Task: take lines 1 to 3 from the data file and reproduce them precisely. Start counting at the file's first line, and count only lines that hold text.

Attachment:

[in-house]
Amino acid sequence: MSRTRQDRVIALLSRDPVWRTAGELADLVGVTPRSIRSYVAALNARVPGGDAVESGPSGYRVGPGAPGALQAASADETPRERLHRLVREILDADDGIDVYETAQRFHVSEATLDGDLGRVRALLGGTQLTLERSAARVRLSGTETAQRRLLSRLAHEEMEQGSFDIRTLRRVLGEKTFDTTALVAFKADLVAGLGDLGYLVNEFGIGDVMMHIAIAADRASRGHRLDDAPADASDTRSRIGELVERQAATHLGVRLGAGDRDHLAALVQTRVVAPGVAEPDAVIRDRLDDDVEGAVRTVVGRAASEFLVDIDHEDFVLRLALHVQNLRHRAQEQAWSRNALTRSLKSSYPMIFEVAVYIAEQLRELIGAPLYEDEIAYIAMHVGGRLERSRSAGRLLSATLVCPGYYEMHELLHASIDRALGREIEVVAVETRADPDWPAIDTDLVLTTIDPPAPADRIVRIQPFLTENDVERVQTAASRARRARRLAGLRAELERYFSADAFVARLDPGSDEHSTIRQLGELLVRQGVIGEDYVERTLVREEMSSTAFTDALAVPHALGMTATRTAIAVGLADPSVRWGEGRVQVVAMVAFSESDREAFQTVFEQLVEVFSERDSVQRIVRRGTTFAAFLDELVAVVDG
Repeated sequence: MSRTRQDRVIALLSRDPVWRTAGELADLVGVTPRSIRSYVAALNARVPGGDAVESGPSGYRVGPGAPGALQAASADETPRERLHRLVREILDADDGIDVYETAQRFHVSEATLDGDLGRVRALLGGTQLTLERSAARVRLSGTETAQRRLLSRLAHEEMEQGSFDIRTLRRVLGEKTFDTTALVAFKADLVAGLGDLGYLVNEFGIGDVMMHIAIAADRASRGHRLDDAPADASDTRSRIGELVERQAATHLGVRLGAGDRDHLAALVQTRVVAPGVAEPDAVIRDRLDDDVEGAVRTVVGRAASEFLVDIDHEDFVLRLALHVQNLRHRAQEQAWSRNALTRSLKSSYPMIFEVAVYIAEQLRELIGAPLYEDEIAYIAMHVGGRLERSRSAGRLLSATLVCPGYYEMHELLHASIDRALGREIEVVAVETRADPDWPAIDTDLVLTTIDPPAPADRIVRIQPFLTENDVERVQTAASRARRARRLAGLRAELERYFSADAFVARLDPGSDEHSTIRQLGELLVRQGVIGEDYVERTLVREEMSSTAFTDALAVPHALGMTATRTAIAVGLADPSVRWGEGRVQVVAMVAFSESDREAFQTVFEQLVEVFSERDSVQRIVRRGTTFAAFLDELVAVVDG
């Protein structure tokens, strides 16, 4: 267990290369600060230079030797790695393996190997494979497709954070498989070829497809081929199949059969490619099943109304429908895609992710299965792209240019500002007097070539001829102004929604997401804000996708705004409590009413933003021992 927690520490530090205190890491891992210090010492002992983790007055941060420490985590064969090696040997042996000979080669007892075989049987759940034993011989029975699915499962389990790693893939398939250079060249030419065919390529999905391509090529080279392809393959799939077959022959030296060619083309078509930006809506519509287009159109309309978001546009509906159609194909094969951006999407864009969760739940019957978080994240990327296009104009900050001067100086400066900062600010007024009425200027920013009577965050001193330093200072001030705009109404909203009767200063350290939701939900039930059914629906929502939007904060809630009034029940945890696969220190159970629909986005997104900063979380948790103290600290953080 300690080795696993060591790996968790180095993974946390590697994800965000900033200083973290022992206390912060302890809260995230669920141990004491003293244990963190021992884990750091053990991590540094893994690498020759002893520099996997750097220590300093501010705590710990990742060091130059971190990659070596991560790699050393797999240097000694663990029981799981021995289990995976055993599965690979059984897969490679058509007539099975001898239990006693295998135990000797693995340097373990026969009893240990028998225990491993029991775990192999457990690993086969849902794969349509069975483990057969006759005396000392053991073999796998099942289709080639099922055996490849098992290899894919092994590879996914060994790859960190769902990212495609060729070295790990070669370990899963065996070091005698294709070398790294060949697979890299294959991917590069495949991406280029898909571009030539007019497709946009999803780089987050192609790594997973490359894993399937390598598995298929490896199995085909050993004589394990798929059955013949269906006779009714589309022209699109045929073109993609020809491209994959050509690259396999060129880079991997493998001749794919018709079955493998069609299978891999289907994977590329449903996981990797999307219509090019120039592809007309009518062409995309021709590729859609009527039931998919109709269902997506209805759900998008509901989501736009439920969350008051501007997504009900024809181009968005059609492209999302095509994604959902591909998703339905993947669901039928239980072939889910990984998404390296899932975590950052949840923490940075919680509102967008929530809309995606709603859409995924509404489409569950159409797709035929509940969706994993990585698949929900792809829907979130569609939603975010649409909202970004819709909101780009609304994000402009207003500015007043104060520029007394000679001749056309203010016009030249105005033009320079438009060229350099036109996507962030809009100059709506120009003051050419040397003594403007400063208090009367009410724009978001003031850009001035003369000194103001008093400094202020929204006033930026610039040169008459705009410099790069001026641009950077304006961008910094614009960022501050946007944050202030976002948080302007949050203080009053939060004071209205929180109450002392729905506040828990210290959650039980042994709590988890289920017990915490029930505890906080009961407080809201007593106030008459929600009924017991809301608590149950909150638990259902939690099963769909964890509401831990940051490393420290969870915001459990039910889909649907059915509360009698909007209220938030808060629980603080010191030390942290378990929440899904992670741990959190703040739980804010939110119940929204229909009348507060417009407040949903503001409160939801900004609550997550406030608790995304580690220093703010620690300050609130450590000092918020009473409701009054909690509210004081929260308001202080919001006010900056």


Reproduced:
[in-house]
Amino acid sequence: MSRTRQDRVIALLSRDPVWRTAGELADLVGVTPRSIRSYVAALNARVPGGDAVESGPSGYRVGPGAPGALQAASADETPRERLHRLVREILDADDGIDVYETAQRFHVSEATLDGDLGRVRALLGGTQLTLERSAARVRLSGTETAQRRLLSRLAHEEMEQGSFDIRTLRRVLGEKTFDTTALVAFKADLVAGLGDLGYLVNEFGIGDVMMHIAIAADRASRGHRLDDAPADASDTRSRIGELVERQAATHLGVRLGAGDRDHLAALVQTRVVAPGVAEPDAVIRDRLDDDVEGAVRTVVGRAASEFLVDIDHEDFVLRLALHVQNLRHRAQEQAWSRNALTRSLKSSYPMIFEVAVYIAEQLRELIGAPLYEDEIAYIAMHVGGRLERSRSAGRLLSATLVCPGYYEMHELLHASIDRALGREIEVVAVETRADPDWPAIDTDLVLTTIDPPAPADRIVRIQPFLTENDVERVQTAASRARRARRLAGLRAELERYFSADAFVARLDPGSDEHSTIRQLGELLVRQGVIGEDYVERTLVREEMSSTAFTDALAVPHALGMTATRTAIAVGLADPSVRWGEGRVQVVAMVAFSESDREAFQTVFEQLVEVFSERDSVQRIVRRGTTFAAFLDELVAVVDG
Repeated sequence: MSRTRQDRVIALLSRDPVWRTAGELADLVGVTPRSIRSYVAALNARVPGGDAVESGPSGYRVGPGAPGALQAASADETPRERLHRLVREILDADDGIDVYETAQRFHVSEATLDGDLGRVRALLGGTQLTLERSAARVRLSGTETAQRRLLSRLAHEEMEQGSFDIRTLRRVLGEKTFDTTALVAFKADLVAGLGDLGYLVNEFGIGDVMMHIAIAADRASRGHRLDDAPADASDTRSRIGELVERQAATHLGVRLGAGDRDHLAALVQTRVVAPGVAEPDAVIRDRLDDDVEGAVRTVVGRAASEFLVDIDHEDFVLRLALHVQNLRHRAQEQAWSRNALTRSLKSSYPMIFEVAVYIAEQLRELIGAPLYEDEIAYIAMHVGGRLERSRSAGRLLSATLVCPGYYEMHELLHASIDRALGREIEVVAVETRADPDWPAIDTDLVLTTIDPPAPADRIVRIQPFLTENDVERVQTAASRARRARRLAGLRAELERYFSADAFVARLDPGSDEHSTIRQLGELLVRQGVIGEDYVERTLVREEMSSTAFTDALAVPHALGMTATRTAIAVGLADPSVRWGEGRVQVVAMVAFSESDREAFQTVFEQLVEVFSERDSVQRIVRRGTTFAAFLDELVAVVDG